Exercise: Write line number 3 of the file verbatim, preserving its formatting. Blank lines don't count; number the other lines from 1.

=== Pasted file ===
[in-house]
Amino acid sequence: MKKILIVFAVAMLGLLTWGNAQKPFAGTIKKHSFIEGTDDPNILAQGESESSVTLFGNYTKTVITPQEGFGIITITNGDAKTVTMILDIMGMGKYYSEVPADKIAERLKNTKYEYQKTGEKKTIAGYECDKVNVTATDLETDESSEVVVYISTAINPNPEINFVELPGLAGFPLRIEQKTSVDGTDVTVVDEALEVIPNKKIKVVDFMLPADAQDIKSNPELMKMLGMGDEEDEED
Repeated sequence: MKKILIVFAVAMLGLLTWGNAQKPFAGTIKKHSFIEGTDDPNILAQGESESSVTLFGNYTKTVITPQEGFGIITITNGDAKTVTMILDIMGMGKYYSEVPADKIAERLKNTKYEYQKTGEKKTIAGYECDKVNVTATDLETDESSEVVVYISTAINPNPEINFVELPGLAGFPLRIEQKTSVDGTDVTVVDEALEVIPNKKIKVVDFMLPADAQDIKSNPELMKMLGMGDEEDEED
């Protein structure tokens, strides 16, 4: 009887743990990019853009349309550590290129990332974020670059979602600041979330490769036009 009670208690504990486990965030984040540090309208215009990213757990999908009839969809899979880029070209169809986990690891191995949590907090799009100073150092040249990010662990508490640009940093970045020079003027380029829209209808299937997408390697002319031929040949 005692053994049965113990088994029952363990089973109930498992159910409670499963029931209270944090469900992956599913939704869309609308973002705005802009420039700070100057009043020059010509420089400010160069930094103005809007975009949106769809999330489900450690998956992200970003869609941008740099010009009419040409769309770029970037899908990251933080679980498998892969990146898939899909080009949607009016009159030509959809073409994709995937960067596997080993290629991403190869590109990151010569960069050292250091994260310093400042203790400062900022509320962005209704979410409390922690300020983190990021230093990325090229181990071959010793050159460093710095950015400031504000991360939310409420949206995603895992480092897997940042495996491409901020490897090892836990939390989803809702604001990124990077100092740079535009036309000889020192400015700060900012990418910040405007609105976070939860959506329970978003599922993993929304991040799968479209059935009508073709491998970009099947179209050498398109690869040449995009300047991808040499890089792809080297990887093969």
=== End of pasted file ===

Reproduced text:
Repeated sequence: MKKILIVFAVAMLGLLTWGNAQKPFAGTIKKHSFIEGTDDPNILAQGESESSVTLFGNYTKTVITPQEGFGIITITNGDAKTVTMILDIMGMGKYYSEVPADKIAERLKNTKYEYQKTGEKKTIAGYECDKVNVTATDLETDESSEVVVYISTAINPNPEINFVELPGLAGFPLRIEQKTSVDGTDVTVVDEALEVIPNKKIKVVDFMLPADAQDIKSNPELMKMLGMGDEEDEED